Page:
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Over the last few years, I’ve cringed as two different East Coast-based publications mistakenly assumed Baja California is part of the United States, as food and travel sites have continually “discovered” utterly knowable and obvious facts like the existence of the Valle de Guadalupe’s thriving food scene or that the Caesar salad was created in Tijuana, and as the New York Times described Alpine – a rural, conservative small town in East County – as “suburban.”

The latest entry in this canon came this week when a stampede of East Coast journalists all rushed to weigh in on AB 5, the law written by Assemblywoman Lorena Gonzalez that limits when employers can classify workers as independent contractors. They were provoked to weigh in by this Hollywood Reporter piece, which prompted more and more and more takes.

I don’t desire to weigh in on the merits of AB 5 here, partly because this is one issue in which I truly think there are legitimate arguments on both sides but – more importantly – because it was already signed into law earlier this month.

Typically a good time to weigh the merits of a piece of legislation is literally any time up until the moment it’s signed.

The New York Times has gotten a lot of criticism in recent weeks for reporting stories that have already been broken by smaller outlets – with no credit to those outlets – as if a story doesn’t really exist until the Times acknowledges it. But in a broader sense, this sudden rush of input at a time in which it’s not likely to have much impact exemplifies how much of the East Coast media establishment treats news: It’s not worth caring about until they say so.

What VOSD Learned This Week

A few months ago, a new city ordinance went into effect allowing stiff penalties for landlords who discriminate against Section 8 recipients. So far one attorney has filed more than 50 lawsuits under the measure.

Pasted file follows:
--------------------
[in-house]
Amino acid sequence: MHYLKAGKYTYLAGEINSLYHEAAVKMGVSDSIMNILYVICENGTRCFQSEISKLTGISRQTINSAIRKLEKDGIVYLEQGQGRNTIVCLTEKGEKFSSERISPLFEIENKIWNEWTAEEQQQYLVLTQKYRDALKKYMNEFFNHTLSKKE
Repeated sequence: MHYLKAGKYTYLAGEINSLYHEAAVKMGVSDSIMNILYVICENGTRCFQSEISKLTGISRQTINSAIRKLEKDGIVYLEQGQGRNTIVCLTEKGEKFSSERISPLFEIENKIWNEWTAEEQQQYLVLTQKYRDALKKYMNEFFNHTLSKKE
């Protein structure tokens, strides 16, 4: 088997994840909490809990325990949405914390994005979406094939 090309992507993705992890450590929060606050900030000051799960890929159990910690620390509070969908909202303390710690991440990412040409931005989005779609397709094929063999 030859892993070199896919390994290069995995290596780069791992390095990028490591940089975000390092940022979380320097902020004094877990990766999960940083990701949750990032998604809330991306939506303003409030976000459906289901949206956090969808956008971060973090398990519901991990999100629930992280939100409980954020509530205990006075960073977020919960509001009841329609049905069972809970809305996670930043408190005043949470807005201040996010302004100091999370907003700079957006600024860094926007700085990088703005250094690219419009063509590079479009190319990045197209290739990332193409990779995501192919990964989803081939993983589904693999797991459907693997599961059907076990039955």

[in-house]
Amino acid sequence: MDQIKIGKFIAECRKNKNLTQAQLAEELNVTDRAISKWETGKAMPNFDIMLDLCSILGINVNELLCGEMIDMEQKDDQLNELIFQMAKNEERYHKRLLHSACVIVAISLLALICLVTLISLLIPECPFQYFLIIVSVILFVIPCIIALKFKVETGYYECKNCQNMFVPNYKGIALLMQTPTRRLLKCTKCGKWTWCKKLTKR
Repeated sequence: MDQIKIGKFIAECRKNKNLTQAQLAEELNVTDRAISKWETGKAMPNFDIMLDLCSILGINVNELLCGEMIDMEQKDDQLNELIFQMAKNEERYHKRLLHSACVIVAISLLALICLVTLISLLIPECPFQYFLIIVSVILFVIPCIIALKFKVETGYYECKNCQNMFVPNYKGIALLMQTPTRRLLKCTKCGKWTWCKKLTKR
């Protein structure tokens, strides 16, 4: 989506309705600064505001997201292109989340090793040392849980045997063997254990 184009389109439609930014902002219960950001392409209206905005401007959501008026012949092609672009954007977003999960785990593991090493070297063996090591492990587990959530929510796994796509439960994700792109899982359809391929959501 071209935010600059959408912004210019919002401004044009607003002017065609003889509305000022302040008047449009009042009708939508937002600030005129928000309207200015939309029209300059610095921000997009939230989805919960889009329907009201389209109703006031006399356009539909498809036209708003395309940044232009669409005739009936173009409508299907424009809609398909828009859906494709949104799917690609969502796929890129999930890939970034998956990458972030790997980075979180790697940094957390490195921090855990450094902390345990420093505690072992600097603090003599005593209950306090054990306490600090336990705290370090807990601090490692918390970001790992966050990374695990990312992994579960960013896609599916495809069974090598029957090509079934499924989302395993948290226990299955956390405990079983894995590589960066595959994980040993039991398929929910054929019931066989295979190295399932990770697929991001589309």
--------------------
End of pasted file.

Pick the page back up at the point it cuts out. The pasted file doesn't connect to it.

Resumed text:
Speaking of housing and the law, Encinitas is suing its own residents over a measure that’s prevented the city from complying with state housing requirements.

Lisa Halverstadt laid out the massive to-do list the city must tackle in order to comply with its new homelessness plan.


The state medical board has charged San Diego Dr. Tara Zandvliet with gross and repeated negligence in connection with a medical vaccine exemption she approved. We revealed earlier this year that Zandvliet was responsible for doling out one-third of the medical vaccine exemptions in San Diego Unified.


A City Council vote this week unearthed the revelation that the Yes! For a Better San Diego campaign had received a $50,000 donation from a private prison company. When Maya Srikrishnan asked the campaign about the money, they announced they’d donate it to charity.


The average charter school teacher in San Diego Unified has about half as much experience as the average traditional school teacher.

Over on our education podcast, Will Huntsberry, Ashly McGlone and Kayla Jimenez do a great job breaking down our sexual misconduct series and the case that started it all.

What I’m Reading

Line of the Week

“He lit $10 billion of SoftBank’s money on fire and then went back to them and demanded a 10% commission. What an absolute legend.” – Y’all know I love a blistering takedown.

Sara Libby

Sara Libby was VOSD’s managing editor until 2021. She oversaw VOSD’s newsroom and content.

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